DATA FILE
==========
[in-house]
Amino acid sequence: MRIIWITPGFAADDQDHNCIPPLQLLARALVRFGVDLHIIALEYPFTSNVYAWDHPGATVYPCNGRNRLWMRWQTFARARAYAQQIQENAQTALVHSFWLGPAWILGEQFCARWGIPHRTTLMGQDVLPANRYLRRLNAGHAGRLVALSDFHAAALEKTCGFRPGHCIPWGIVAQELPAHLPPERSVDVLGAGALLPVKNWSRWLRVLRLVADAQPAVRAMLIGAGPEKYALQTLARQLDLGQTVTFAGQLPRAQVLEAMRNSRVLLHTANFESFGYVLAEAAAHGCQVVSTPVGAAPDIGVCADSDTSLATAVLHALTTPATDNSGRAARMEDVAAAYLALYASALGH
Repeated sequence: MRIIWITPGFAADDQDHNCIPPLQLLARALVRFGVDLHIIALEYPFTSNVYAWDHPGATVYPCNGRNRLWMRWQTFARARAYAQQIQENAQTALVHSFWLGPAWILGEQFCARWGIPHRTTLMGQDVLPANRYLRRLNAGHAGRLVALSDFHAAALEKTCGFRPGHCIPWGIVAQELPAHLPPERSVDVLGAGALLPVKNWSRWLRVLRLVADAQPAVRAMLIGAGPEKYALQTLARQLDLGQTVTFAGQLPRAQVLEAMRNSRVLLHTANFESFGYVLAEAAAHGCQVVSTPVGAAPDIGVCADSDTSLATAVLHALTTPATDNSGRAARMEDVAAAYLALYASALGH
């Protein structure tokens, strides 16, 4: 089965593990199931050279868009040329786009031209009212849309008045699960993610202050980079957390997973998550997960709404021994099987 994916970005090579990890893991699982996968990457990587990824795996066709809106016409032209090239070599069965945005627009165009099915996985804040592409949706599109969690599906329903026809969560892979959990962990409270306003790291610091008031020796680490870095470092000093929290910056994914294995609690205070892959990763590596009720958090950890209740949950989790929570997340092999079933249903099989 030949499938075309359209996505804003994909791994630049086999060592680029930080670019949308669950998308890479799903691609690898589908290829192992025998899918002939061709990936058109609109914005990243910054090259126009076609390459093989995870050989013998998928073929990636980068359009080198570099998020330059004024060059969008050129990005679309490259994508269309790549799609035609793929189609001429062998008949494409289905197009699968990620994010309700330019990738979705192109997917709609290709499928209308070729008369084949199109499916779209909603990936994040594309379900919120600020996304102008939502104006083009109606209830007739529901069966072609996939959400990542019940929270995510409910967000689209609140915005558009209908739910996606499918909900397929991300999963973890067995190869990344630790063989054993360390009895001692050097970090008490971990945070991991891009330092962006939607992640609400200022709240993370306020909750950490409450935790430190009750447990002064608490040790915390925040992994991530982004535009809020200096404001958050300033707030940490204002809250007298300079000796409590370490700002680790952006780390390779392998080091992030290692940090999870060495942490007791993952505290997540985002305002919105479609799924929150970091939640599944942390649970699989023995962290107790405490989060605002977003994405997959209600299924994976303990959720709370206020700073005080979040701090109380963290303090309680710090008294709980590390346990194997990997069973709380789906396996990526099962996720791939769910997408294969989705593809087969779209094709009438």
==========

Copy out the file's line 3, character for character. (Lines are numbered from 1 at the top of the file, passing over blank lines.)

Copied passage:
Repeated sequence: MRIIWITPGFAADDQDHNCIPPLQLLARALVRFGVDLHIIALEYPFTSNVYAWDHPGATVYPCNGRNRLWMRWQTFARARAYAQQIQENAQTALVHSFWLGPAWILGEQFCARWGIPHRTTLMGQDVLPANRYLRRLNAGHAGRLVALSDFHAAALEKTCGFRPGHCIPWGIVAQELPAHLPPERSVDVLGAGALLPVKNWSRWLRVLRLVADAQPAVRAMLIGAGPEKYALQTLARQLDLGQTVTFAGQLPRAQVLEAMRNSRVLLHTANFESFGYVLAEAAAHGCQVVSTPVGAAPDIGVCADSDTSLATAVLHALTTPATDNSGRAARMEDVAAAYLALYASALGH